How to prevent autoimmune thyroid flares while traveling during the holidays

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Managing an autoimmune low thyroid condition requires care and attention, which can become challenging during holiday travel.  Boarding with relatives, long car rides, busy airports and crowded airplanes, trying to eat well while living in a hotel room, and constantly having to turn away trigger foods offered by well meaning relatives all present additional work. However, maintaining your autoimmune protocol while traveling can help prevent flare ups so you don’t spend your vacation crashed in bed.

So what do you? First, take a moment to evaluate your stress levels. Stress is one of the most toxic triggers to flare up autoimmune symptoms, so start there to see what you can do to adapt a low-stress, can-do attitude. Recruit help, including from the relatives you’ll be visiting to have food on hand for you can safely enjoy. A little strategic thinking and planning can smooth the path ahead.

Following are tips to help you enjoy the holidays while preventing the dreaded autoimmune flare up.

Don’t get too hungry! A crazed sense of hunger from going too long without eating will undo the best laid plans. The body and brain naturally want you to eat when deprived of energy and will have you craving quick energy foods like sugary foods, processed carbs, or inflammatory options that may trigger inflammation. Plan ahead so you never go hungry.

For instance, google health foods stores and safe restaurants at your destination and ask your hotel or your relatives to make sure you have space in the fridge for yourself.

Some people even travel with their own frozen food and a little hot plate or crockpot to use in a hotel room. Hot homemade chicken curry or beef stew in your hotel room can be pretty great.

Be sure to bring snacks on long flights, such as beef jerky, celery, sardines, olives, coconut meat, and other filling snacks. You can’t rely on airlines to have something you can eat, or to care. Some autoimmune people also find wearing a mask on flights helps prevent flares as the air inside airplanes is associated with increased illness.

Pack anti-inflammatory supplements. Holiday travel is stressful regardless of health. Therefore, bring along anti-inflammatory supplements such as liposomal glutathione, resveratrol, and turmeric and use them liberally.

Other effective anti-inflammatory supplements include glutathione precursors like N-acetyl-cysteine, alpha-lipoic acid, cordyceps, and milk thistle.

Search ahead for hotel rooms not bathed in a chemical scene. Unfortunately, many hotel rooms reek of cheap, perfumed sanitizers that can provoke inflammation. Search ahead for hotels that feature scent-free, allergy-friendly rooms, hypoallergenic bedding, air purifiers, and windows that open. If that’s not possible, ask them open a window to air out the room for you before you arrive.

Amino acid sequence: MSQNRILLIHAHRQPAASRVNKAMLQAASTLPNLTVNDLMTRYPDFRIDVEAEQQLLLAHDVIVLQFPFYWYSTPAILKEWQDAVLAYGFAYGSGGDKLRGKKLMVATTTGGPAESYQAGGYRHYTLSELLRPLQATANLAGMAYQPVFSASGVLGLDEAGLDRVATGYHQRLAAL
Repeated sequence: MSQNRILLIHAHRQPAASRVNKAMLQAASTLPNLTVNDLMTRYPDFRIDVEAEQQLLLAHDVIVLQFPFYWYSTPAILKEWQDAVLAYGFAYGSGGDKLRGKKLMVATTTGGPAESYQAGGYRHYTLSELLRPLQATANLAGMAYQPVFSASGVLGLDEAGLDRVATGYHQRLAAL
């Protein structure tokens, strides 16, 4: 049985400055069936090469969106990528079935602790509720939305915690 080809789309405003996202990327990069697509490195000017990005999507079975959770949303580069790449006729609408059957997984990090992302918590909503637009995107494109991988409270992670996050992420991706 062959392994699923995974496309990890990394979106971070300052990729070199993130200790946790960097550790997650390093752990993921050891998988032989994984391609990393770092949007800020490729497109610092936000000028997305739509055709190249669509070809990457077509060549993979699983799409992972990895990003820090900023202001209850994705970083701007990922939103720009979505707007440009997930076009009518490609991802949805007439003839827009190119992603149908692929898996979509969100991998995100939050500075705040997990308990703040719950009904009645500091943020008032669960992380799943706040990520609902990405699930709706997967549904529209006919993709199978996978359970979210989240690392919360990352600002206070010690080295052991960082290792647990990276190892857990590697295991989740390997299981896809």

Carry a mask to avoid inhaling triggers. Sometimes in crowded locations you may be hit with scents and odors that are too overwhelming, whether it’s perfumes and colognes, cigarette smoke, or exhaust. Keep a face mask with you in case you need to breathe safely. A quality face mask lets you breathe comfortably. If you wear glasses look for one that won’t fog them up. Some companies also make face masks  for children.

Once at your destination, create boundaries around your need for down time and alone time so you have time to destress.

By doing some advance planning and thinking, you can use the holiday time to enjoy reconnecting with family and friends and enjoying safe versions of your holiday culinary favorites.

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One of the main goals at RedRiver Health and Wellness Center is to work with patients to improve their health, wellbeing, and quality of life. The RedRiver Health and Wellness Center team is passionate about helping ailing patients achieve optimal health, and we truly care about the success of each and every patient.

RedRiver chiropractic physicians are great advocates for prescribing physicians and endocrinologists. In fact, many of our patients see their prescribing physician(s) more frequently while under our care than they would otherwise. Our goal is not to replace our patients’ primary care physicians and specialists, but to complement their care by providing patients with nutrition, diet, lifestyle and educational support and strategies. This way, patients can learn to manage their symptoms more efficiently. We have developed rewarding relationships with many prescribing physicians across the country, and we strive to continue to building relationships with MDs, DOs, NPs, and NMDs. When health professionals can work together for the benefit of the patient’s health, it becomes a win/win situation for the one who matters most—the patient.

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